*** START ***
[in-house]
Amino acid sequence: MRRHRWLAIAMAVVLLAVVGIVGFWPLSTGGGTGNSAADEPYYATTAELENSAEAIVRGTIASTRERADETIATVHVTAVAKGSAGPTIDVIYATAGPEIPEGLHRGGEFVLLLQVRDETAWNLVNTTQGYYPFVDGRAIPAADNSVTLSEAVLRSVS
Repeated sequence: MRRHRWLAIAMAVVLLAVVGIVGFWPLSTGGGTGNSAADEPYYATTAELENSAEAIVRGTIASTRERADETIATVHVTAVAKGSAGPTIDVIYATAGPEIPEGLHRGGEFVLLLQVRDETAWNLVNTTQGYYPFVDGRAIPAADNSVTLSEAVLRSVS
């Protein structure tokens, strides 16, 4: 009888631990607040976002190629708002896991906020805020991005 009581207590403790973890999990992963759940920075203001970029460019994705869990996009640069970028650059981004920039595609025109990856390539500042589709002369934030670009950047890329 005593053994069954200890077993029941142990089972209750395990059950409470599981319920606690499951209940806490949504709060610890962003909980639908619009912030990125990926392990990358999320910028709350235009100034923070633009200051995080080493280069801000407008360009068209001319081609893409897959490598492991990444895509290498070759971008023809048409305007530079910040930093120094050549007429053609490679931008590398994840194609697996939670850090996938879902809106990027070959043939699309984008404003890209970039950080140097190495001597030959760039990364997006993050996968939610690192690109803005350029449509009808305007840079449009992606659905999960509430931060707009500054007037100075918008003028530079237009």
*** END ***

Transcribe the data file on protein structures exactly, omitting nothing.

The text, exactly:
[in-house]
Amino acid sequence: MRRHRWLAIAMAVVLLAVVGIVGFWPLSTGGGTGNSAADEPYYATTAELENSAEAIVRGTIASTRERADETIATVHVTAVAKGSAGPTIDVIYATAGPEIPEGLHRGGEFVLLLQVRDETAWNLVNTTQGYYPFVDGRAIPAADNSVTLSEAVLRSVS
Repeated sequence: MRRHRWLAIAMAVVLLAVVGIVGFWPLSTGGGTGNSAADEPYYATTAELENSAEAIVRGTIASTRERADETIATVHVTAVAKGSAGPTIDVIYATAGPEIPEGLHRGGEFVLLLQVRDETAWNLVNTTQGYYPFVDGRAIPAADNSVTLSEAVLRSVS
């Protein structure tokens, strides 16, 4: 009888631990607040976002190629708002896991906020805020991005 009581207590403790973890999990992963759940920075203001970029460019994705869990996009640069970028650059981004920039595609025109990856390539500042589709002369934030670009950047890329 005593053994069954200890077993029941142990089972209750395990059950409470599981319920606690499951209940806490949504709060610890962003909980639908619009912030990125990926392990990358999320910028709350235009100034923070633009200051995080080493280069801000407008360009068209001319081609893409897959490598492991990444895509290498070759971008023809048409305007530079910040930093120094050549007429053609490679931008590398994840194609697996939670850090996938879902809106990027070959043939699309984008404003890209970039950080140097190495001597030959760039990364997006993050996968939610690192690109803005350029449509009808305007840079449009992606659905999960509430931060707009500054007037100075918008003028530079237009």